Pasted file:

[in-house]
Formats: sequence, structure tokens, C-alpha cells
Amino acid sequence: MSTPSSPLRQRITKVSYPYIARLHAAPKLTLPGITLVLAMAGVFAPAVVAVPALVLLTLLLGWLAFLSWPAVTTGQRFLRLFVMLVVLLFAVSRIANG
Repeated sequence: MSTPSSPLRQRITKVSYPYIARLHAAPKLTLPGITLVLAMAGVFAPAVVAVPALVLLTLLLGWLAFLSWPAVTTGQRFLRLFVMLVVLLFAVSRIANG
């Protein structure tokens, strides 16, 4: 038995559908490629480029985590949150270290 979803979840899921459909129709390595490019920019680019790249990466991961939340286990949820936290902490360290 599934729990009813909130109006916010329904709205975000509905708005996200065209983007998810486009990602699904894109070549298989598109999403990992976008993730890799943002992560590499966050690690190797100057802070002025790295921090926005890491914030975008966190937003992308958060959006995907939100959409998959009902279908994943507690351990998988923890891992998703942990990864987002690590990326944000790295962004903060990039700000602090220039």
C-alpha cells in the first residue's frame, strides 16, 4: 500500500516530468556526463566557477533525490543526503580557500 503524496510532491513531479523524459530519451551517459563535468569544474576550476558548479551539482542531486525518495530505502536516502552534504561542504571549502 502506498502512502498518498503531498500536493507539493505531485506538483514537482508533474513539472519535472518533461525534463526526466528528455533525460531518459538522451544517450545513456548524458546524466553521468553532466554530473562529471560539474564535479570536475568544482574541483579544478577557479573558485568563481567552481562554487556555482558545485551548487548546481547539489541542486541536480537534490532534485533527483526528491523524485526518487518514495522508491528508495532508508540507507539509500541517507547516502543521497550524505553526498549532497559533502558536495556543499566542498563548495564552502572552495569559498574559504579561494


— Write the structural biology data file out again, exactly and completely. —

[in-house]
Formats: sequence, structure tokens, C-alpha cells
Amino acid sequence: MSTPSSPLRQRITKVSYPYIARLHAAPKLTLPGITLVLAMAGVFAPAVVAVPALVLLTLLLGWLAFLSWPAVTTGQRFLRLFVMLVVLLFAVSRIANG
Repeated sequence: MSTPSSPLRQRITKVSYPYIARLHAAPKLTLPGITLVLAMAGVFAPAVVAVPALVLLTLLLGWLAFLSWPAVTTGQRFLRLFVMLVVLLFAVSRIANG
């Protein structure tokens, strides 16, 4: 038995559908490629480029985590949150270290 979803979840899921459909129709390595490019920019680019790249990466991961939340286990949820936290902490360290 599934729990009813909130109006916010329904709205975000509905708005996200065209983007998810486009990602699904894109070549298989598109999403990992976008993730890799943002992560590499966050690690190797100057802070002025790295921090926005890491914030975008966190937003992308958060959006995907939100959409998959009902279908994943507690351990998988923890891992998703942990990864987002690590990326944000790295962004903060990039700000602090220039």
C-alpha cells in the first residue's frame, strides 16, 4: 500500500516530468556526463566557477533525490543526503580557500 503524496510532491513531479523524459530519451551517459563535468569544474576550476558548479551539482542531486525518495530505502536516502552534504561542504571549502 502506498502512502498518498503531498500536493507539493505531485506538483514537482508533474513539472519535472518533461525534463526526466528528455533525460531518459538522451544517450545513456548524458546524466553521468553532466554530473562529471560539474564535479570536475568544482574541483579544478577557479573558485568563481567552481562554487556555482558545485551548487548546481547539489541542486541536480537534490532534485533527483526528491523524485526518487518514495522508491528508495532508508540507507539509500541517507547516502543521497550524505553526498549532497559533502558536495556543499566542498563548495564552502572552495569559498574559504579561494